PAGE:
STRETCHING RITUALS GET NEW RESPECT. It was gratifying to read Robert Roy Britt's article on the Elemental page of Medium.com, “The New Bottom Line on Stretching and Exercise”. The subtitle also attracted my attention, indicating that if performed correctly, it can be beneficial.
Pre-competition or -speed workout stretching, especially static, has been discouraged because research had shown the practice can hurt performance. Dynamic stretching seems to have enjoyed a better reputation. However, Britt’s article’s title suggests expert’s thinking on the subject is changing. His piece begins with an opinion of one expert, David Behm, who testifies to stretching’s personal value to him over the course of many years of high-level sport participation.
Behm indicates that stretching, as an everyday-without-fail routine, is an activity intended to preserve or increase range of motion and overall to decrease the chances of injury in the enjoyment of various physical activities.
Additional experts quoted in Britt's article weigh-in on other aspects of stretching, like the acute/short term effects when done as preparation for athletic activity (warm-up, static then dynamic stretching, and finally sport-specific movements) that can prevent injury, and the long-term effects which can lead to increased range-of-motion and improved balance even in inactive people.
What Britt has written explains why my daily static stretching and dynamic mobility (myrtl’s) routines, which now take as long to get through as a 3 to 4-mile run did years ago, are so valuable to my continued participation in exercise and recreational sport, and overall to moving freely and feeling great.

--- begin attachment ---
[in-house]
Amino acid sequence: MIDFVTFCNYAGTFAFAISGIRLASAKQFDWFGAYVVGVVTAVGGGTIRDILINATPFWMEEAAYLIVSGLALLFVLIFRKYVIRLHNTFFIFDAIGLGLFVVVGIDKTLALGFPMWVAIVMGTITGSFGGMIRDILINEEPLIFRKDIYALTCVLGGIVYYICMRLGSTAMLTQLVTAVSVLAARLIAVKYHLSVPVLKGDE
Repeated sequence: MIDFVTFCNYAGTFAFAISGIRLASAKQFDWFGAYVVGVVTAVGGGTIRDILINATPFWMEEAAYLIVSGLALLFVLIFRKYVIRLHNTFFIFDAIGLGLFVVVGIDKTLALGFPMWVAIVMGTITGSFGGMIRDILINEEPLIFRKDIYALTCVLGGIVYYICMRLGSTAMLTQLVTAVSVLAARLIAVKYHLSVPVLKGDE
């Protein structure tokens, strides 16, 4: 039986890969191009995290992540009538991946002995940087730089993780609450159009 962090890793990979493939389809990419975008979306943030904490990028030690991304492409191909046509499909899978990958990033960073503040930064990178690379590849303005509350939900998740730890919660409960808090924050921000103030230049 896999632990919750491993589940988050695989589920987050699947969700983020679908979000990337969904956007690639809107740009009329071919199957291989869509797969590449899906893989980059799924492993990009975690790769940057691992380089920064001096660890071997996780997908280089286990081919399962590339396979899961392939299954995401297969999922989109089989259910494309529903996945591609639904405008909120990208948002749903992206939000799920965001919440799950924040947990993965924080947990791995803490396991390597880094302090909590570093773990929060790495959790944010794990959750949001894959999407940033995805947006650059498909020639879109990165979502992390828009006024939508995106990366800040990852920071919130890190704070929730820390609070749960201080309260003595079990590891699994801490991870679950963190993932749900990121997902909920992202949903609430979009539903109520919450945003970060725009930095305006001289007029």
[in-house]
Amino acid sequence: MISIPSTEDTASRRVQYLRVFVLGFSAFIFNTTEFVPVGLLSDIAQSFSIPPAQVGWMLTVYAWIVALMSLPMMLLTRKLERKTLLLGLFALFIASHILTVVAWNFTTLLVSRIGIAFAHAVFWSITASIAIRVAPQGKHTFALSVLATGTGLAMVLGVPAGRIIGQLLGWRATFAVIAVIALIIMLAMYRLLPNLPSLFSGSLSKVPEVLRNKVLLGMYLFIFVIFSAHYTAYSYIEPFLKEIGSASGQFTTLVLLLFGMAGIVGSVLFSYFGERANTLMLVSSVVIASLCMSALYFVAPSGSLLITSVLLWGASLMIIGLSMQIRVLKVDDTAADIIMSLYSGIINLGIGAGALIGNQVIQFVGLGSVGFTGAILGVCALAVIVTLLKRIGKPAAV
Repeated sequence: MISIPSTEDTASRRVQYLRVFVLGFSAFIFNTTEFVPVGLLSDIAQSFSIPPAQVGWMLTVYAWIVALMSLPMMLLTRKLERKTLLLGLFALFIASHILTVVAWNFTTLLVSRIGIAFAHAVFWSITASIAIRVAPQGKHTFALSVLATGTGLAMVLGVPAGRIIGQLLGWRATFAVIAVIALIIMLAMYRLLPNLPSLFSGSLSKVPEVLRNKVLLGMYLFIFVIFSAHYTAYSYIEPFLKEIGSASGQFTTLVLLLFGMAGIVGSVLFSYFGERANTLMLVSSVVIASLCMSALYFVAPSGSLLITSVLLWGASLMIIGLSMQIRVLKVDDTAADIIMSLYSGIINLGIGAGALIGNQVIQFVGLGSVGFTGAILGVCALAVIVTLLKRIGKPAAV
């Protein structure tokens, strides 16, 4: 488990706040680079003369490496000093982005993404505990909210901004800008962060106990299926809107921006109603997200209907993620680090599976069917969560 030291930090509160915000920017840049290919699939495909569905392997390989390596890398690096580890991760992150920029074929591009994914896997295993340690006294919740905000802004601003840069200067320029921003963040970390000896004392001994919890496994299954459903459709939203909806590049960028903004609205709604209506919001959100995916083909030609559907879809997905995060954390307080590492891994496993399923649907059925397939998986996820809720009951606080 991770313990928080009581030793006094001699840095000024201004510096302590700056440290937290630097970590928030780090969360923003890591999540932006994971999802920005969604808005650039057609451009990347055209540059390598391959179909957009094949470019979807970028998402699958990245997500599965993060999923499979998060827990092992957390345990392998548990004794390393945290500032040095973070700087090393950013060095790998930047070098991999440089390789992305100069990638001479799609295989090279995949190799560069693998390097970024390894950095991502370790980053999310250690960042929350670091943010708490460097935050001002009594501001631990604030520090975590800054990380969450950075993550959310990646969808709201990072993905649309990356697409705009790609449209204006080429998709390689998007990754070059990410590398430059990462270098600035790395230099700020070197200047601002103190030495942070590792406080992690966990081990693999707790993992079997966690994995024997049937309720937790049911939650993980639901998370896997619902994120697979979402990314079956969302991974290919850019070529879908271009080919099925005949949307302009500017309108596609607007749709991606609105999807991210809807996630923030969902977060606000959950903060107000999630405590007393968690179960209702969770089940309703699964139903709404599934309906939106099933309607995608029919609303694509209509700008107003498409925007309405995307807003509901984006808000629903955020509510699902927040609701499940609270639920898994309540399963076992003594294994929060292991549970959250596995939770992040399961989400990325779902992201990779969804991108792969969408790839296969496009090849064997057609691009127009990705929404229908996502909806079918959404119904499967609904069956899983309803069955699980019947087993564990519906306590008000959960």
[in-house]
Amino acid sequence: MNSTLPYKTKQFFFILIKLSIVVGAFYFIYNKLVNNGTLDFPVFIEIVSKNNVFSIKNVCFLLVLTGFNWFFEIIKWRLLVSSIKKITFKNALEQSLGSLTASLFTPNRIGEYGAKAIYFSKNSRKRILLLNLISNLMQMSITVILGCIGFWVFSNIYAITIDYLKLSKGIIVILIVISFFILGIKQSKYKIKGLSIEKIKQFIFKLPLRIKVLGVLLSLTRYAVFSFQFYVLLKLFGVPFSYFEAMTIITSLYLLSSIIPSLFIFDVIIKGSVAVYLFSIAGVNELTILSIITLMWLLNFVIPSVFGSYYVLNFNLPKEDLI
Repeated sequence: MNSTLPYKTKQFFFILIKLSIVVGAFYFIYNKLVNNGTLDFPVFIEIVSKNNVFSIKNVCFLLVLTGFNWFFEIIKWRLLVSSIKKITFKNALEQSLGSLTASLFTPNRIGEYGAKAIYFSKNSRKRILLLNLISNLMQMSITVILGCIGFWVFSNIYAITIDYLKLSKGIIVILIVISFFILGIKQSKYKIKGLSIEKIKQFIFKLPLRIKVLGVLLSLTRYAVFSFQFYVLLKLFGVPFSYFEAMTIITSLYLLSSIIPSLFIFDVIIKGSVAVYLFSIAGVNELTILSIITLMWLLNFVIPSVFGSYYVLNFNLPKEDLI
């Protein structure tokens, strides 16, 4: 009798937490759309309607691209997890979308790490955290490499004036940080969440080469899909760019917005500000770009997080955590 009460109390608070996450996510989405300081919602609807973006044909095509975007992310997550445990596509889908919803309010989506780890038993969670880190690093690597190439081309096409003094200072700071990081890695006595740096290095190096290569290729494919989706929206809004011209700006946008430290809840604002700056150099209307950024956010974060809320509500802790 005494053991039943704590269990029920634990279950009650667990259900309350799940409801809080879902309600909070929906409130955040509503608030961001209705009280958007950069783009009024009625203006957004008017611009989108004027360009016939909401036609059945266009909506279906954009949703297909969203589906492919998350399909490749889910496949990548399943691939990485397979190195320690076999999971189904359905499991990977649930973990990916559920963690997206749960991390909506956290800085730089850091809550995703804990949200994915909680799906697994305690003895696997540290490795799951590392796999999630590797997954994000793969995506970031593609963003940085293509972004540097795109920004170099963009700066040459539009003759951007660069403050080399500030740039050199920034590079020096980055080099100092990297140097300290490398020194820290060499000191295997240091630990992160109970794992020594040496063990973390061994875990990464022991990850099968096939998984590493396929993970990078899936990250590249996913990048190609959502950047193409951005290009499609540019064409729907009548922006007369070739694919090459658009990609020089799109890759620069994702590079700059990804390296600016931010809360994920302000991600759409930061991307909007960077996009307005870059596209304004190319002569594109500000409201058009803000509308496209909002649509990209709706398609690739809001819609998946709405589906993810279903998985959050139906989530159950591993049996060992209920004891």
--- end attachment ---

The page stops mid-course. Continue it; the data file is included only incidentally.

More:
His article distinguishes between maintenance stretching for musculo-skeletal health and pre-performance stretching in preparation for intense training and competition. That’s what I ‘m reading into it, anyway, possibly because of a secret belief that all the time and effort I put into it each day benefits more than just my fitness life. That this ritual will allow me to retain qualities of posture and movement that signal a younger rather than an aging physiology. Not a map to the fountain of youth but the map’s key?
Matt Fitzgerald, in an article for PodiumRunner.com, agrees that attention should be paid every day to maintaining and improving flexibility for runners. Fitzgerald argues that if physical therapists repeatedly prescribe stretching to help athletes rehabilitate from injuries. “it only stands to reason that it can also prevent many cases of these same injuries”, or at a minimum the re-occurrence of injury.
Exactly! The stretch and mobility routines I now perform daily were originally were prescribed to me by physical therapists or trainers as part of rehab sessions that also included strength and balance exercises. Fitzgerald’s advice is to stretch specific muscles (hamstrings, calves, and hip flexors), tendons (Achilles) and the ilio-tibial band, all known to be tight in runners, daily.
Check out both articles if you think you feel better after stretching and have wondered why trainers, in the recent past, have argued against it. The information is refreshing in my opinion. It provides permission to concentrate on stretching as a singular goal or for easing into other exercise, even when the purpose is not to prepare for a performance workout or competitive event. Behm provides a general guide for pre-performance stretching. Fitzgerald offers specific moves for both static and dynamic sessions.
Stretching done properly can benefit health and performance it seems, both in the short term and long term. When searching for stretching advice, it seems that an updated approach, which may involve old-school moves, could be most helpful.
RUN & MOVE HAPPY!
BRIDGE TO PHYSICAL SELF
Running, walking, and fitness activities enable us to experience our physical selves in a world mostly accessed through use of fingers on a mobile device.
EARNED RUNS is edited and authored by me, runner and founder. I began participating in road races before 5Ks were common. I've been a dietitian, practiced and taught clinical pathology, and been involved with research that utilized pathology. I am fascinated with understanding the origins of disease as well as health.
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